• 5 penalty points for each 'collision'.

I will keep and update a leader board as programs are added and I can test them.

Please let me know if I've missed anything; this is my first question idea!

# Hunting The Wren

Write a program to produce the words to the folk song Hunting The Wren.

"We're hunting the wren." says Robin to Bobbin.
"We're hunting the wren." says Richard to Robin.
"We're hunting the wren." says Jack of the land.
"We're hunting the wren." says everyone.

"Where oh where?" says Robin to Bobbin.
"Where oh where?" says Richard to Robin.
"Where oh where?" says Jack of the land.
"Where oh where?" says everyone.


The song continues with the same structure.

"In yonder green bush."
"How get him down?"
"With sticks and stones."
"How get him home?"
"The brewer's big cart."
"How will we eat him?"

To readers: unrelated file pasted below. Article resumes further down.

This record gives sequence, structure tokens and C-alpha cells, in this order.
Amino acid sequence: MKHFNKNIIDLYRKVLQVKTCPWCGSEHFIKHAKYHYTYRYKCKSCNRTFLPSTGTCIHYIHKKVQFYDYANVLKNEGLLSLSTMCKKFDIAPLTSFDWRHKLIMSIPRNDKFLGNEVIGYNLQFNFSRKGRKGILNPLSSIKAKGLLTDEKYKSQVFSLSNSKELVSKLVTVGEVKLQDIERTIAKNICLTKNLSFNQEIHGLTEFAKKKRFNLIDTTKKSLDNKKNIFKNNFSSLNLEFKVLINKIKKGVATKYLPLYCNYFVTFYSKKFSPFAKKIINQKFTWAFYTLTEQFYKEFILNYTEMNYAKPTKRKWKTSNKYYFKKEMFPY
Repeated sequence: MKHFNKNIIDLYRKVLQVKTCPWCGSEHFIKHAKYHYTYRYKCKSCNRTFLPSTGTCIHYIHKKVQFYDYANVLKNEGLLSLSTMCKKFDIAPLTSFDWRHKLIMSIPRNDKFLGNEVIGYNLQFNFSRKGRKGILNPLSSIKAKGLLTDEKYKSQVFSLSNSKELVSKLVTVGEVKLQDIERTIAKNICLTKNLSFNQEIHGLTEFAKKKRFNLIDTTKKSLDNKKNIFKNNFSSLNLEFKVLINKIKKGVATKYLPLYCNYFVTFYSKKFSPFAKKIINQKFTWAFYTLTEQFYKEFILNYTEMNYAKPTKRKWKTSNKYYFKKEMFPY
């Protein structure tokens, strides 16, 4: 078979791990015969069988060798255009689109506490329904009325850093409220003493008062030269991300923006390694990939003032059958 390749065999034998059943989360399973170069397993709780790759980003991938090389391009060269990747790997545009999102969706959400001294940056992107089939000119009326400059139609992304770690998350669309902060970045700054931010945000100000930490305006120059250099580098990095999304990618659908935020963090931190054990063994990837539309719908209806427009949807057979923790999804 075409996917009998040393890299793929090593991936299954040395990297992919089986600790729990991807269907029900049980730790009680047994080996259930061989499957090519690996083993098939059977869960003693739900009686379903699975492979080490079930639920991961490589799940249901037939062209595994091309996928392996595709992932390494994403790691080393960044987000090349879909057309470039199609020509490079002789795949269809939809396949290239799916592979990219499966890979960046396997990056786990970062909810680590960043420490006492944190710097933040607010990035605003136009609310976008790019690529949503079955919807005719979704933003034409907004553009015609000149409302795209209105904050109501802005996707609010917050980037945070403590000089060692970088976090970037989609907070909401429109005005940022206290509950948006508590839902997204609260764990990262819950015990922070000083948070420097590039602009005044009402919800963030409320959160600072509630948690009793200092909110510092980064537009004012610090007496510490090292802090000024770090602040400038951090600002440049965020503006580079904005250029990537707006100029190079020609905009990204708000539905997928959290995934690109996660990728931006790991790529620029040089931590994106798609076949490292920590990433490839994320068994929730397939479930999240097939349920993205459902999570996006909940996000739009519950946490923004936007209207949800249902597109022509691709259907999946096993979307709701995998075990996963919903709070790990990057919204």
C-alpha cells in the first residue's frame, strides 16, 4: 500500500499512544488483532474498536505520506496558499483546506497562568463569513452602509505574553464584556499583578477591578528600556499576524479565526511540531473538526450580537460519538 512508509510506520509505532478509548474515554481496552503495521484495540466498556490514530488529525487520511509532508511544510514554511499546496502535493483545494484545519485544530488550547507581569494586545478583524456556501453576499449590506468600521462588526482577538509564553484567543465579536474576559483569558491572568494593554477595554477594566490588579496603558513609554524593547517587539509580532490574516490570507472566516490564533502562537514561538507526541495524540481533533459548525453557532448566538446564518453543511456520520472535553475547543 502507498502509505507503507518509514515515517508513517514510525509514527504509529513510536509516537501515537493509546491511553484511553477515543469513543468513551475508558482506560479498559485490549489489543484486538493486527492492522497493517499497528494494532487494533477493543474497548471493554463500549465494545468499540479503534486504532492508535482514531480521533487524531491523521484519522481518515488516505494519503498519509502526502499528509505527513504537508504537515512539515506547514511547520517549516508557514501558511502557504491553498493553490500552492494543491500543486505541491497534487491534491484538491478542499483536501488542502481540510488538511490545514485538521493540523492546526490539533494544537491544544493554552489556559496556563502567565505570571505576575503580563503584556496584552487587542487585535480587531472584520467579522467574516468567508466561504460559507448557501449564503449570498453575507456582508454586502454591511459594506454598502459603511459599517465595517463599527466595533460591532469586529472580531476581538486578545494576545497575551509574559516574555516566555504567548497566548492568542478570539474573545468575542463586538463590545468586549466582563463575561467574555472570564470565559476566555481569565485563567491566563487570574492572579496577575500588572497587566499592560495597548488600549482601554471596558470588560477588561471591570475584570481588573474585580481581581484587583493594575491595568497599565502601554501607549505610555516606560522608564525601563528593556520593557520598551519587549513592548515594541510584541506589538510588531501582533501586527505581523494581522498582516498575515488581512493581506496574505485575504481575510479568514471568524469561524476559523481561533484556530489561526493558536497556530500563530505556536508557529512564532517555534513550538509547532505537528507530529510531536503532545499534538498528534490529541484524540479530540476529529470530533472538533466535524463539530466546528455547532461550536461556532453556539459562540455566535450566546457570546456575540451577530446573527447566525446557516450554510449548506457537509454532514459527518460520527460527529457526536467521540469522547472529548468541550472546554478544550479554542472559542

"With knives and forks."
"Who'll come to the dinner?"
"The King and the Queen."


The song concludes with three more verses, which because they have no repetition, we'll omit for the purposes of this challenge.

Rules

• The program must produce the full words of the song as 54 or 55 lines of text.
• Each verse of four lines must be separated by a blank line. A blank line on the end is optional.
• You must not use a text decompression library. (GZIP the whole song is 380 bytes.)
• Normal code golf rules apply. Shortest code wins.

C# Reference Implementation

public class Program
{
public static void Main()
{
string[] starts = new [] {
"We're hunting the wren.",
"Where oh where?",            "In yonder green bush.",